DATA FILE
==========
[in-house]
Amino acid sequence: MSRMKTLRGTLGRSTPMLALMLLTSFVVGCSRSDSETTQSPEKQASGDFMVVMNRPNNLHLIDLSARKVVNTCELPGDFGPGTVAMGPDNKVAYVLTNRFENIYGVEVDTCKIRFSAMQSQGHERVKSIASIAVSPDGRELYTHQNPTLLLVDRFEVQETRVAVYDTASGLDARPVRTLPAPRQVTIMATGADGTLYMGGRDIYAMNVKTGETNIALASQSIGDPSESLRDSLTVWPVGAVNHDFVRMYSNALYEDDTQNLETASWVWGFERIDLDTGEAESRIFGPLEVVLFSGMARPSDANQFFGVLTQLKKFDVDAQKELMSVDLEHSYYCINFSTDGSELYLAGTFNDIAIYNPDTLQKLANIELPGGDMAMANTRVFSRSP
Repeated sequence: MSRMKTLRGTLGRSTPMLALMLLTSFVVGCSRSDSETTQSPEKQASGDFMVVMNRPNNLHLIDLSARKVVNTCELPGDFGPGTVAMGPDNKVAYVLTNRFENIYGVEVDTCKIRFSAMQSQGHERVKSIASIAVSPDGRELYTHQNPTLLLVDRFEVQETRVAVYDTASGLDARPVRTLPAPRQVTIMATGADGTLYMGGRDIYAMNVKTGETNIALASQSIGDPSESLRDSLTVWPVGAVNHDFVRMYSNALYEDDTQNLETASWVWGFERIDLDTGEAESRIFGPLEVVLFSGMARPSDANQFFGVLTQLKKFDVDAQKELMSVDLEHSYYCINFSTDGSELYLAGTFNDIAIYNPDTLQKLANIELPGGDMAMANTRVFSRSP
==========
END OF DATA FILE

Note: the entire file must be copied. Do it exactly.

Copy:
[in-house]
Amino acid sequence: MSRMKTLRGTLGRSTPMLALMLLTSFVVGCSRSDSETTQSPEKQASGDFMVVMNRPNNLHLIDLSARKVVNTCELPGDFGPGTVAMGPDNKVAYVLTNRFENIYGVEVDTCKIRFSAMQSQGHERVKSIASIAVSPDGRELYTHQNPTLLLVDRFEVQETRVAVYDTASGLDARPVRTLPAPRQVTIMATGADGTLYMGGRDIYAMNVKTGETNIALASQSIGDPSESLRDSLTVWPVGAVNHDFVRMYSNALYEDDTQNLETASWVWGFERIDLDTGEAESRIFGPLEVVLFSGMARPSDANQFFGVLTQLKKFDVDAQKELMSVDLEHSYYCINFSTDGSELYLAGTFNDIAIYNPDTLQKLANIELPGGDMAMANTRVFSRSP
Repeated sequence: MSRMKTLRGTLGRSTPMLALMLLTSFVVGCSRSDSETTQSPEKQASGDFMVVMNRPNNLHLIDLSARKVVNTCELPGDFGPGTVAMGPDNKVAYVLTNRFENIYGVEVDTCKIRFSAMQSQGHERVKSIASIAVSPDGRELYTHQNPTLLLVDRFEVQETRVAVYDTASGLDARPVRTLPAPRQVTIMATGADGTLYMGGRDIYAMNVKTGETNIALASQSIGDPSESLRDSLTVWPVGAVNHDFVRMYSNALYEDDTQNLETASWVWGFERIDLDTGEAESRIFGPLEVVLFSGMARPSDANQFFGVLTQLKKFDVDAQKELMSVDLEHSYYCINFSTDGSELYLAGTFNDIAIYNPDTLQKLANIELPGGDMAMANTRVFSRSP